Timely diagnosis and management of MDD is important to improve the heavy personal, societal, and economic burden of MDD. In 2018, the incremental economic burden of adults with MDD in the U.S., including costs related to suicide and workplace costs, was $326.2 billion.7
MDD also increases the risk for other diseases:
- Individuals with MDD may be 40% to 100% more likely to develop coronary artery disease.8,9
- The odds ratio for obesity ranges from 1.37-1.71 among individuals with MDD.10
- The comorbidity of MDD and metabolic syndrome has also been well recognized, though risk estimates have varied greatly across studies.11
A variety of validated tools are available for screening, diagnosis, and monitoring of MDD.12,13 Measurement based care (MBC) facilitates symptom monitoring, can improve collaborative care efforts as well as treatment response, and can increase satisfaction with care.14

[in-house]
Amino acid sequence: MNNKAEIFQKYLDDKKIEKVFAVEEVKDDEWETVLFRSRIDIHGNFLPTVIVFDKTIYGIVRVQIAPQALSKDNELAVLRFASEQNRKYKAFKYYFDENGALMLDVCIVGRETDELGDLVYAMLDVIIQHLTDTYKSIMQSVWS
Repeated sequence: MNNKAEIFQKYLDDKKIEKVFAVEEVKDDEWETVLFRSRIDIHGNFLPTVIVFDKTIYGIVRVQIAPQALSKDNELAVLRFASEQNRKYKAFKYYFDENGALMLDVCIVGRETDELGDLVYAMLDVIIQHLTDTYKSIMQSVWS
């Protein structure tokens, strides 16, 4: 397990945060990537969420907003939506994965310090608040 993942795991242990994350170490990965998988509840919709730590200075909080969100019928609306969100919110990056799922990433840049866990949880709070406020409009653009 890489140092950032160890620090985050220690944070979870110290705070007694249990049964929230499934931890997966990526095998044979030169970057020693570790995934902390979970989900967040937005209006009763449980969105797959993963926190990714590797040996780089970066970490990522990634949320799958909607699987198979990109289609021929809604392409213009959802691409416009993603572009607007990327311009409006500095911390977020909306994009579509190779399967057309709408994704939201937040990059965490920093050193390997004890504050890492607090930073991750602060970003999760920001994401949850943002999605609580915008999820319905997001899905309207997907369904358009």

After a patient is diagnosed with MDD, the goal of treatment during the acute phase of illness is to achieve symptom remission and improve the patient's functioning.12 During the continuation phase of treatment, patients’ symptoms (including signs of relapse), side effects, adherence, and functional status should be monitored. Maintenance treatment is also recommended, particularly for patients with residual symptoms, previous episodes, and ongoing psychosocial stressors. Treatments for depression may include pharmacotherapy; depression-focused psychotherapy; the combination of medications and psychotherapy; other somatic therapies such as electroconvulsive therapy, transcranial magnetic stimulation, or light therapy; or complementary or alternative therapies.12 Pharmacological treatment may not be appropriate for all patients with MDD.